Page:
Say Hello to Erin Mette, the Center's 2018 Equal Justice Works Fellow!

The Great Lakes Environmental Law Center is excited to announce that in September 2018 it will welcome Erin Mette, who will join the Center as an Equal Justice Works fellow. Erin’s fellowship project will focus on protecting children in Detroit and Flint from home-based environmental health hazards by providing legal counseling and representation to affected families and advocating for policy that addresses the root causes of this unique environmental justice issue.

For too many residents in environmental justice communities, their home is a hazard to their health. Home-based environmental health hazards include lead paint on the walls of older homes and a lack of access to clean drinking water due to lead contamination and water service shutoffs. Many of these homes that contain environmental health hazards are the homes of children, who are especially vulnerable to the life-long health impacts that these hazards cause. Additionally, these hazards disproportionately affect children in low-income communities of color, whose voices have typically been excluded from the process of creating and enforcing the standards meant to prevent such harms. The families impacted by home-based environmental health hazards overwhelmingly lack access to legal services to help them address these issues. Through her Equal Justice Works fellowship, Erin will provide a wide variety of direct legal services to families confronting home-based environmental health hazards to ensure that those families are being adequately protected from such hazards.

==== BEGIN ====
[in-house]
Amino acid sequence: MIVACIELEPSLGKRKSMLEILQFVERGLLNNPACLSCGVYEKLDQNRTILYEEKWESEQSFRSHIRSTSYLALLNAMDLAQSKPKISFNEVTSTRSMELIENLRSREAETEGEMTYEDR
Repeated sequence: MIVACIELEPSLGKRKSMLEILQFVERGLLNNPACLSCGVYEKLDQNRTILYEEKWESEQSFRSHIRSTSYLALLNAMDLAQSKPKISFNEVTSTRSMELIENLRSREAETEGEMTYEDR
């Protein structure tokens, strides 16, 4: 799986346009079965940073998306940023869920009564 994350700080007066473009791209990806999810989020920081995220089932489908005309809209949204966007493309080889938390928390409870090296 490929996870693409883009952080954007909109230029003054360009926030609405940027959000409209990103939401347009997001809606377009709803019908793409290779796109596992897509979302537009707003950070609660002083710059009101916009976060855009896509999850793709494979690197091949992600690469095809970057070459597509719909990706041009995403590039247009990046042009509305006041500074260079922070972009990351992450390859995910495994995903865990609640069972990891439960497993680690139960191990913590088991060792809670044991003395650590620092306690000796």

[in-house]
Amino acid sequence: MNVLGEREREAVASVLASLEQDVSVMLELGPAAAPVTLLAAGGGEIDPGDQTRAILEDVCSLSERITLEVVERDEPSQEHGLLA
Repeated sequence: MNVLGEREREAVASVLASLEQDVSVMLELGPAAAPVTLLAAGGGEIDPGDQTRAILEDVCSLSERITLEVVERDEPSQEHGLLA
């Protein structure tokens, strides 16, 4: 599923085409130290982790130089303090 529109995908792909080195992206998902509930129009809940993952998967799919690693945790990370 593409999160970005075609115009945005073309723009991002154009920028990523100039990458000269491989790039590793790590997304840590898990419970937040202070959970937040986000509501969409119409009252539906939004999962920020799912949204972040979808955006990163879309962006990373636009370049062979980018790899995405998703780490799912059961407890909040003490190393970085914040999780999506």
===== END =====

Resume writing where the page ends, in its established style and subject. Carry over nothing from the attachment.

Erin’s Equal Justice Works fellowship is for a term of two years and is sponsored by Munger, Tolles & Olson LLP and an anonymous donor. Equal Justice Works is a nonprofit corporation dedicated to creating a just society by mobilizing the next generation of lawyers committed to equal justice. Each year, it provides funding to a limited number of applicants that have proposed innovative public interest law projects that seek to address pressing legal issues around the country through a highly competitive and rigorous process. Erin is the Center’s second Equal Justice Works fellow. The Center’s current staff attorney, Nick Leonard, initially joined the organization in 2014 through an Equal Justice Works fellowship.